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One cellphone per child?

Qualcomm founder Irwin Jacobs wants smartphones in the classroom, and after school, to help make kids smarter.

By Stephanie N. Mehta, assistant managing editor
February 23, 2009: 12:53 PM ET

NEW YORK (Fortune) -- More than two decades ago, Qualcomm co-founder Irwin Jacobs introduced the world to a new technology standard for cellphones. Now Jacobs hopes to make cell phones standard equipment in the world's classrooms.

Jacobs, who is chairman of the wireless technology company, recently spoke to Fortune about a Qualcomm-funded pilot program that put smartphones in four North Carolina high schools. "Over the years I've thought about smart phones for education," Jacobs says.

But Jacobs admits he mostly focused on using the devices to teach in the classroom; the students in the pilot program, he reports, found the phones most valuable for after-school collaboration with teachers and classmates.

"It turns out the most valuable aspect was the social networking," he says.

"They were able to interact with one another, ask questions about homework, figure out solutions."

The pilot, dubbed Project K-Nect, last year provided math students with basic HTC smartphones with limits on the people with whom the students could communicate. Using materials developed by Drexel University and Florida State University, teachers incorporated the devices into their lesson plans.

They also encouraged students to use the phones to help solve problems after school, much the way students might use computers to assist in homework.

Jacobs, who obviously has a strong personal and professional interest in promoting the use of mobile devices, maintains that cellphones are superior to computers, especially the bare-bones machines designed for classrooms in low-income and emerging markets.

"Cell phones are much more reliable and have a lot lower support costs," says Jacobs. He notes that wireless broadband connections are available om much of the U.S., making it easy for students to download rich applications and even surf the web via phones. And in markets outside the U.S., most students will only access the Net via cellphone.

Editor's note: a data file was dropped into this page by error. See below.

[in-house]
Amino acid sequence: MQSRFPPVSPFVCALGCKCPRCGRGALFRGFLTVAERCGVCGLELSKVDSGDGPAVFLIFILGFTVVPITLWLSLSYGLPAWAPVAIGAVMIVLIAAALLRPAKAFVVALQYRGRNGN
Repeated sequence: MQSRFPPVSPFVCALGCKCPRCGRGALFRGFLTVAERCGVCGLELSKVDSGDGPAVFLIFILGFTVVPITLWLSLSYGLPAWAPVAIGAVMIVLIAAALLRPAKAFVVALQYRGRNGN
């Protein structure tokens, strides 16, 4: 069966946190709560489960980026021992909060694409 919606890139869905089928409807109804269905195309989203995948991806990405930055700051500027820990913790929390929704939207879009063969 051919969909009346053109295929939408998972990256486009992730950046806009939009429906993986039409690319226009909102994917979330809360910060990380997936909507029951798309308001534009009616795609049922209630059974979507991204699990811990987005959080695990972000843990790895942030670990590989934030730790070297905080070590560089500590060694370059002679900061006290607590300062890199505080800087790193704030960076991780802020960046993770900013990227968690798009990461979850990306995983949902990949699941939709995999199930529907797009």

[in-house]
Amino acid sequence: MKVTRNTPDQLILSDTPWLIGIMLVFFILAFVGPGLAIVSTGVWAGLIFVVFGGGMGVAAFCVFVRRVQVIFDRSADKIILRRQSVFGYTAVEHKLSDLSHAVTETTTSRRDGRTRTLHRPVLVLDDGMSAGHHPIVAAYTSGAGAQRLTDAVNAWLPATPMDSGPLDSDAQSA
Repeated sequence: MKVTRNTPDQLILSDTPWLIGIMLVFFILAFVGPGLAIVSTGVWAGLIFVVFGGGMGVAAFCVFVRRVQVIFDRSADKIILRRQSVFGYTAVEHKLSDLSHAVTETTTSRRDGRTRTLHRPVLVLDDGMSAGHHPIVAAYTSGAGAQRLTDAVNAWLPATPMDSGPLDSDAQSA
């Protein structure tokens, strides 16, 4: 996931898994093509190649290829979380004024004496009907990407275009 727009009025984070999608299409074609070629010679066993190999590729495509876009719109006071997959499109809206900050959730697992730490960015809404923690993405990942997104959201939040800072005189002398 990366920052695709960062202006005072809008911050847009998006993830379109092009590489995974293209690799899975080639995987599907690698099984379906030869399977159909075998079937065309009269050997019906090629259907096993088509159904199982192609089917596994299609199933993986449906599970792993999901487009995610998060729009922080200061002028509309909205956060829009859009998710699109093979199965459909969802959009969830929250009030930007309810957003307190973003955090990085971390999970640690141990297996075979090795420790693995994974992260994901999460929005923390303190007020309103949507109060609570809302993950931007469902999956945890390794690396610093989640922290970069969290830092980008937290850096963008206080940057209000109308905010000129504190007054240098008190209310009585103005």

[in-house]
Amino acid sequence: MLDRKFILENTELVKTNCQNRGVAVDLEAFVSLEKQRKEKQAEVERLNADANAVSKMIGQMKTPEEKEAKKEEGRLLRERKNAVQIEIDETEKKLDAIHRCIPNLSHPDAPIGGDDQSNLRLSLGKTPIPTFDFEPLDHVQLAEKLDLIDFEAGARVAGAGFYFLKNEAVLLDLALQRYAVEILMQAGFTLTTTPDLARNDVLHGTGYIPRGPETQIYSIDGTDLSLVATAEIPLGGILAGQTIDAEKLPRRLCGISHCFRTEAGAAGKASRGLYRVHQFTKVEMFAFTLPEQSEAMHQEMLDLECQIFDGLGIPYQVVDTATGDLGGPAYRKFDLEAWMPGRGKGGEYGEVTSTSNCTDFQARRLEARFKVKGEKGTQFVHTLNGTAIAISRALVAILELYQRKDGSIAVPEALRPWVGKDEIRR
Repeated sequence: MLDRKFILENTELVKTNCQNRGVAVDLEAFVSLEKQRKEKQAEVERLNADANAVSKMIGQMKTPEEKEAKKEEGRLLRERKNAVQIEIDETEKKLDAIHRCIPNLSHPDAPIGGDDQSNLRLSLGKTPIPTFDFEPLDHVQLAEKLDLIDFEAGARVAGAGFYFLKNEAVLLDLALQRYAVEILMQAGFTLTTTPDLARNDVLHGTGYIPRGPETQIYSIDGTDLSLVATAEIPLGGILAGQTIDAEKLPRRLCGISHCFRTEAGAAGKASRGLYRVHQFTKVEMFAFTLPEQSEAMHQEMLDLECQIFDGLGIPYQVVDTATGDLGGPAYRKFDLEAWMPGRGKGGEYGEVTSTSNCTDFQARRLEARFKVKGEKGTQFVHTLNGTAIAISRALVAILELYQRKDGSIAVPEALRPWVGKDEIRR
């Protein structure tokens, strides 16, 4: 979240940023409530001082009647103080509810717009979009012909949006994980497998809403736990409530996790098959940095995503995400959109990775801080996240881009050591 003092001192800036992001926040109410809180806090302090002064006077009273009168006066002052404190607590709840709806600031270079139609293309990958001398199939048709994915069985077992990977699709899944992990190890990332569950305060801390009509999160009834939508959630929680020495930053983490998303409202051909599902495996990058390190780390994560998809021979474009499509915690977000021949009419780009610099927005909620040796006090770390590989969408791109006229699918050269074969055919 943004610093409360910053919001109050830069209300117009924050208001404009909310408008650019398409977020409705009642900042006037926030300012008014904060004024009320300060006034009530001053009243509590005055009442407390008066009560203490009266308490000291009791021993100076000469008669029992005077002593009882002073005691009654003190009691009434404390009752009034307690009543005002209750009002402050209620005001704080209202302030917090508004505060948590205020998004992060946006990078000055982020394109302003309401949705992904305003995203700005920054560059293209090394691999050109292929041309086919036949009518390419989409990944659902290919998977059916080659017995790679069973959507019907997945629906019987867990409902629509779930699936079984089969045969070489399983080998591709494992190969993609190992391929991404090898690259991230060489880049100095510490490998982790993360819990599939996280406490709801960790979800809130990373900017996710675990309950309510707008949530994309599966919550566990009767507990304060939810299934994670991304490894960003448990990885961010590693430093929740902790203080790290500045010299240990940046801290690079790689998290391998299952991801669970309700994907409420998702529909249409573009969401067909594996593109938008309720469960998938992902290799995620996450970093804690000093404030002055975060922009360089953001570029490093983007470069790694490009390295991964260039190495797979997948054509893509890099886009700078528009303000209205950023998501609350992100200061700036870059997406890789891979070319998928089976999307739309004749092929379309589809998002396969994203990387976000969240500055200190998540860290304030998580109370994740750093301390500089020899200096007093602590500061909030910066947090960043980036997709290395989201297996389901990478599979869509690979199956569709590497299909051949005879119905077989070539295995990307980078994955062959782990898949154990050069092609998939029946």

Of course, not everyone agrees with Jacobs' vision of a cellphone for every student. "Texting, ringing, vibrating," Janet Bass, a spokeswoman for the American Federation of Teachers, recently told The New York Times.

"Cellphones so far haven't been an educational tool. They've been a distraction."

But the use of cell phones in education also is gaining some unexpected supporters. A recent study titled "Pockets of Potential" concluded: "While concerns about health and safety must be addressed, a new emphasis on the potential of digital media to aid learning, especially for low-income children, is overdue." The author? A research fellow at the Joan Ganz Cooney Center at Sesame Workshop.

And teachers involved in the Qualcomm-backed project are believers, too.

Suzette Kliewer, a math teacher at Southwest High School in Jacksonville, N.C., said she saw average algebra students move into honors geometry classes in part because of the leg up the smartphones gave them. She said students used the phones to record videos of their peers explaining concepts, which not only added to their problem-solving abilities, but gave them confidence presenting information, too.

"Kids are not sitting around taking pictures or texts," says Kliewer. "This project has been very beneficial to these kids."

Cell phones in the classroom won't be an easy sell, but Qualcomm's Jacobs has overcome skeptics before: When he introduced the CDMA wireless technology (short for Code division multiple access) wireless industry insiders doubted its viability, arguing that the world didn't need another digital wireless standard. (Much of the rest of the world embraced the dominant global standard, GSM.)

Still Jacobs convinced a handful of operators, including Verizon Wireless and Sprint, to adopt CDMA, and Qualcomm's intellectual property is part of so-called 3G or third generation, broadband services deployed by most all carriers, including operators that use the GSM standard. If Jacobs could get the wireless industry to accept CDMA, he should be able to convince school districts to give cell phones a try. To top of page

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